COMOROS: Le Me Tsolola: Goat + Plantain Stew
- Comoros exists.
- It is pronounced KOHM-uh-rohs
- It is a group of 3 (or 4 depending on who you ask) main islands in the channel between Mozambique and Madagascar. The 4th island is Mayotte which voted to stay a part of France in 1975, but many Comorans still claim it as one of theirs.
- It gained its independence from France in in 1975 and has had over 20 coups since then.
- It is one of the poorest countries in the world where the average daily wage is just over $1.
- Each island has it’s own cuisine.
- There is very, very little to be found online about the food of Comoros, but what can be found suggests African, Arab, Indian, and French influences.
- It is proper to say “bismillah” (thanks to Allah) before eating.
- Though there is no legal drinking age in Comoros, alcohol is not considered proper according to Islam (the dominating religion), but it is served in most European restaurants. (Note: If I ever go to Comoros, you’ll know where to find me.)
Here’s a fun video showing Comoros from a tourist’s perspective. Check out that rain!
When we drew Comoros from the cup, I asked my Facebook community for a suggestion and my friend Joanne, a native South African now living in Australia, recommended Sweet Pea as a traditional Comoran soup (I hope I have represented it well Joanne!), but my research (what little of it there is to see) kept mentioning a stew called Le Me Tsolola (or Leme Tsolola). As I’ve mentioned, James thinks of soup as an appetizer instead of a meal, so for Comoros, that’s exactly what he got… a soup appetizer and a stew meal. SOOP-o-rama.
Our friends braved the bridge to join us, but not before I sent them on a wild goose chase for jackfruit on Clement street in San Francisco. I had read that jackfruit was commonly eaten in Comoros and thought it would be fun for the kids to experience eating something that looks so, well, terrifying for dessert. I had hunted all over the east bay – Oakland Chinatown, Koreana Plaza, Berkeley Bowl, 99 Ranch – without luck, so I sent our friends to scour San Francisco. When their search left them empty-handed, we learned that jackfruit goes out of season in September. Oh well. To the right is what it would have looked like had we found it fresh (keep in mind that this is the size of a large watermelon covered with spikes.
Since it was a hot October (summer in San Francisco) night and we had TWO hot soups to eat, we cranked up the Nawal (the voice of Comoros) and hit the deck (not literally, of course). I was quite nervous for this meal because not only was it utterly unlike anything I’d ever made before, but also our friends who joined us are outstanding cooks and I didn’t want to look like a fool in front of them. I’d only found a couple of recipes on which to base my creation and I worried that it simply wouldn’t work.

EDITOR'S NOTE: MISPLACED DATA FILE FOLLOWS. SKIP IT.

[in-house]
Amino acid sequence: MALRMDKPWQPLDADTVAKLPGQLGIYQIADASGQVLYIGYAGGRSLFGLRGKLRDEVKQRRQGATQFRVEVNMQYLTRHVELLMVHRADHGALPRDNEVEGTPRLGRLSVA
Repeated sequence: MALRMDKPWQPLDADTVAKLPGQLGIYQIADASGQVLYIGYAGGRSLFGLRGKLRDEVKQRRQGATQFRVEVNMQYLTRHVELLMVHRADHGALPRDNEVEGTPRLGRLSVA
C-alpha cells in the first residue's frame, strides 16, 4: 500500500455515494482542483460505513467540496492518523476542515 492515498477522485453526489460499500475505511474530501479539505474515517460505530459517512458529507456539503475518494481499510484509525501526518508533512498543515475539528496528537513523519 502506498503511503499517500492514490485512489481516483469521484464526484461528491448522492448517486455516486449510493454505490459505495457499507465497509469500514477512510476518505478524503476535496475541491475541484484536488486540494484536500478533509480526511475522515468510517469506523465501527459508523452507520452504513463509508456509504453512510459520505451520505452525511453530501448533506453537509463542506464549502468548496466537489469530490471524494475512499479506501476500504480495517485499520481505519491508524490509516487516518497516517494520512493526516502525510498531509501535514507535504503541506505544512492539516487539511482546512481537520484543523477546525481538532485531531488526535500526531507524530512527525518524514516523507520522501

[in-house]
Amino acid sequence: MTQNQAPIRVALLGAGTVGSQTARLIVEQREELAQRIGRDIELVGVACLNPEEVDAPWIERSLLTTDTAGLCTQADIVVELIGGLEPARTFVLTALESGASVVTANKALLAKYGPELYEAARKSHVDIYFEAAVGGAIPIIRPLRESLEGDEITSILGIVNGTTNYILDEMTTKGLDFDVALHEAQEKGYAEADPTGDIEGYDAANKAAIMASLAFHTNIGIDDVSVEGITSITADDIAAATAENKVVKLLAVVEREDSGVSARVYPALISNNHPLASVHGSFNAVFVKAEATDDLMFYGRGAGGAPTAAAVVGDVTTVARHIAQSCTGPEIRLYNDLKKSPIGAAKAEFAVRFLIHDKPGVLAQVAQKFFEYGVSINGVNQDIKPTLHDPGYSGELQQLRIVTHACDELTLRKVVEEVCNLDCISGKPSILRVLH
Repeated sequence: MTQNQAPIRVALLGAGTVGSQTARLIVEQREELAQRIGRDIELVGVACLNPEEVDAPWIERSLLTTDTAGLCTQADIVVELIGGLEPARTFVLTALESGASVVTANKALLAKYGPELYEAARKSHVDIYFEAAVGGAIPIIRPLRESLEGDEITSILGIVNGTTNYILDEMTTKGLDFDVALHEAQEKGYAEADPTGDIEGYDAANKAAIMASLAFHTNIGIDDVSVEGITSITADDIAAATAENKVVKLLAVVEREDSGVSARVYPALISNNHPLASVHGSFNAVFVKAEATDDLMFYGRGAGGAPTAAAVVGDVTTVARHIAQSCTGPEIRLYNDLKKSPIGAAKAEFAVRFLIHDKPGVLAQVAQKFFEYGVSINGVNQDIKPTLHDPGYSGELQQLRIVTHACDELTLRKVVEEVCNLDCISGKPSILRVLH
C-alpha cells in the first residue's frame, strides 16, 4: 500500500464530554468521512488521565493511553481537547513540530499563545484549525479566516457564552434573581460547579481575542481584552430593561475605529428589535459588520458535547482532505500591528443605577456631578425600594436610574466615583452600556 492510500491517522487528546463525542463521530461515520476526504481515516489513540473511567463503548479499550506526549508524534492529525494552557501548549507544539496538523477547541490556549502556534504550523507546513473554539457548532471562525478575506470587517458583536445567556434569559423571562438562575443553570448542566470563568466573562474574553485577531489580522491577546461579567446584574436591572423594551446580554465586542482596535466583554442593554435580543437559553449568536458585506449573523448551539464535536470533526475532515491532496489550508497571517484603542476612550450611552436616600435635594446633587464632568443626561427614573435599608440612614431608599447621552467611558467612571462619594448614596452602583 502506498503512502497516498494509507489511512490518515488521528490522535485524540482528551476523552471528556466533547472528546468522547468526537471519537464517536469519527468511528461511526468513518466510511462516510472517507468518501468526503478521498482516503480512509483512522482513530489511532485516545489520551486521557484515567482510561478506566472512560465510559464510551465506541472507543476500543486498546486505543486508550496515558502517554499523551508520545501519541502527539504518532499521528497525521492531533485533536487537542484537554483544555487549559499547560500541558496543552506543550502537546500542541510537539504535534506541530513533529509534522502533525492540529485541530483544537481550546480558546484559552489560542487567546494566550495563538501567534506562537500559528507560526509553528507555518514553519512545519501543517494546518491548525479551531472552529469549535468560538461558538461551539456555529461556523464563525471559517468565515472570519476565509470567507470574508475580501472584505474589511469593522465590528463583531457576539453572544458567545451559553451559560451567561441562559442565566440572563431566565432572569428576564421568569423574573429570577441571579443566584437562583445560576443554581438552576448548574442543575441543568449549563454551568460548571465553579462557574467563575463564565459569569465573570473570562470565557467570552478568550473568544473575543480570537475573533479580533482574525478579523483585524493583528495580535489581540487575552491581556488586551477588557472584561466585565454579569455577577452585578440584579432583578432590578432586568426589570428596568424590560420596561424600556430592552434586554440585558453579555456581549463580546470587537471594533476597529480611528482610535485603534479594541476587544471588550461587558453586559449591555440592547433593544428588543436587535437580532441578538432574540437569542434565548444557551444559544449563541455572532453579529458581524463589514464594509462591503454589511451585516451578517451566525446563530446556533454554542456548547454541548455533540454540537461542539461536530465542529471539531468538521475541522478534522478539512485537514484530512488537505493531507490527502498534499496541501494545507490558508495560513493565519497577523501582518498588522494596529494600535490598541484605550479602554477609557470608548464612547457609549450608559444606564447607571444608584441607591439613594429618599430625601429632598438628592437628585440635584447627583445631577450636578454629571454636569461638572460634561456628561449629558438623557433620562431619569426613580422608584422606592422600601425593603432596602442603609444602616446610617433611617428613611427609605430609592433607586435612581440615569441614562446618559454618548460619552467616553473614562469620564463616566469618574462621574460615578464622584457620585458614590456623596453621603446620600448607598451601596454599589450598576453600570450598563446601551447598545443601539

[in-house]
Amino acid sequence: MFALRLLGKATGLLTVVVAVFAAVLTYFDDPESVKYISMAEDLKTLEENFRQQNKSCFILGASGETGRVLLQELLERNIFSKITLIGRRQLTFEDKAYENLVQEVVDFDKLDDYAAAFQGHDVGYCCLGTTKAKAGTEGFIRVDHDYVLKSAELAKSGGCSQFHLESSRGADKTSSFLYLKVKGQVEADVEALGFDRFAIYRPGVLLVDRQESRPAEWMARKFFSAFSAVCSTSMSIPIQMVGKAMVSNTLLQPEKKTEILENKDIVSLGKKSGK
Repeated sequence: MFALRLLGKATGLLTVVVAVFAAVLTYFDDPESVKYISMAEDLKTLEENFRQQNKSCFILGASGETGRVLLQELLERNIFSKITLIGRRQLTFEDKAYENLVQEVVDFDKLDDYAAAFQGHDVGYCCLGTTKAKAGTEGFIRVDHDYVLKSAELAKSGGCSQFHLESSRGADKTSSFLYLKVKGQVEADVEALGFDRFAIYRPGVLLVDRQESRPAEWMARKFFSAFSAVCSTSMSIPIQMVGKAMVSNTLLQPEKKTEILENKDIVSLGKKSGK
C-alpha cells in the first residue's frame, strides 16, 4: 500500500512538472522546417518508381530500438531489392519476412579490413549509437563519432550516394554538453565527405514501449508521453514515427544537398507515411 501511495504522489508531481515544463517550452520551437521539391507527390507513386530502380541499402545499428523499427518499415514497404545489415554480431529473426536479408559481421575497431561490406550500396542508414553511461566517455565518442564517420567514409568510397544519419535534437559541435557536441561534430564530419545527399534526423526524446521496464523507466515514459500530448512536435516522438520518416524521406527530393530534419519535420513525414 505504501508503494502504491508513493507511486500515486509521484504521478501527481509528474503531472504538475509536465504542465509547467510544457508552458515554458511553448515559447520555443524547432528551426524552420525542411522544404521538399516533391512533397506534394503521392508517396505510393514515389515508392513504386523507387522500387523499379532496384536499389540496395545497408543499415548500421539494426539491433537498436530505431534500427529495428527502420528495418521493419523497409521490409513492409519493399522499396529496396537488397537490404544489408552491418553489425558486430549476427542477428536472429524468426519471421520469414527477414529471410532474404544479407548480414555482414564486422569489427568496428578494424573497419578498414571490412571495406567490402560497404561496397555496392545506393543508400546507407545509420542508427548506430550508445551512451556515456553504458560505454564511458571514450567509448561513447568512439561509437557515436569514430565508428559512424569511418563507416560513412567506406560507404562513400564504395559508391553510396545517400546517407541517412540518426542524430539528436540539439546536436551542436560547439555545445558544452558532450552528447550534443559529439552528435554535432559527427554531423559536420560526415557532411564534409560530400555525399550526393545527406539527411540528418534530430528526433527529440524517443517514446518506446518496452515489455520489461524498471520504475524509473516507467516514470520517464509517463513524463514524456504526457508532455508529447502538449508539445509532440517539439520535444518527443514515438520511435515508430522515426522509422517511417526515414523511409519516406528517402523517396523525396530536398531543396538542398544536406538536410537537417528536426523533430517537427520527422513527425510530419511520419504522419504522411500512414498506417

I should not have worried. This was FANTASTIC! The pea soup had a nice refreshing gingery flavor and was a great foil to the coconut richness of the goat. The only change I would make (noted in the recipe) is that the goat was a bit grisly, so next time (and there WILL) be a next time, I will grind the goat in my cuisinart to make it easier for everyone to eat. Of course, this will be completely nontraditional, but it will taste very good.
Oh – do not make this without making the Poutou (chili relish) and do not fret when you make it that it is too spicy because the spice will mellow out considerably after a couple of days . It really completes the flavors of the meal – the kick and the acid in the sauce take it over the edge into pure divine. I can also happily report that the relish is fantastic on eggs, tossed in with quinoa and arugula as a fun side dish, and over pan-fried fish. Say hello to your new little friend Poutou.
This was rich, flavorful, zesty, complex and just overall delightful. I wasn’t sure about the cayenne pepper for the kids, but they all at it like crazy. There may have even been some bowl licking….
…. which was a good thing because just as the sun went down, the lights went out and we cleaned up the kitchen in candle light. The plates that were licked were a lot easier to clean.
I forgot to take any photos of the Coconut Punch (probably because of the Coconut Punch), so I can’t show you how pretty it was, but imagine a nice glass of eggnog that with a bright yellow rim and a stick of vanilla in it. At first sip, our friends shouted out “Tropical Eggnog!”, I may make this at Christmas this year instead of traditional eggnog. It is quite thick and very sweet, so it was maybe not the best drink for a hot night, but regardless, nary a drop was left by the end or our 90 degree day. 8 thumbs up.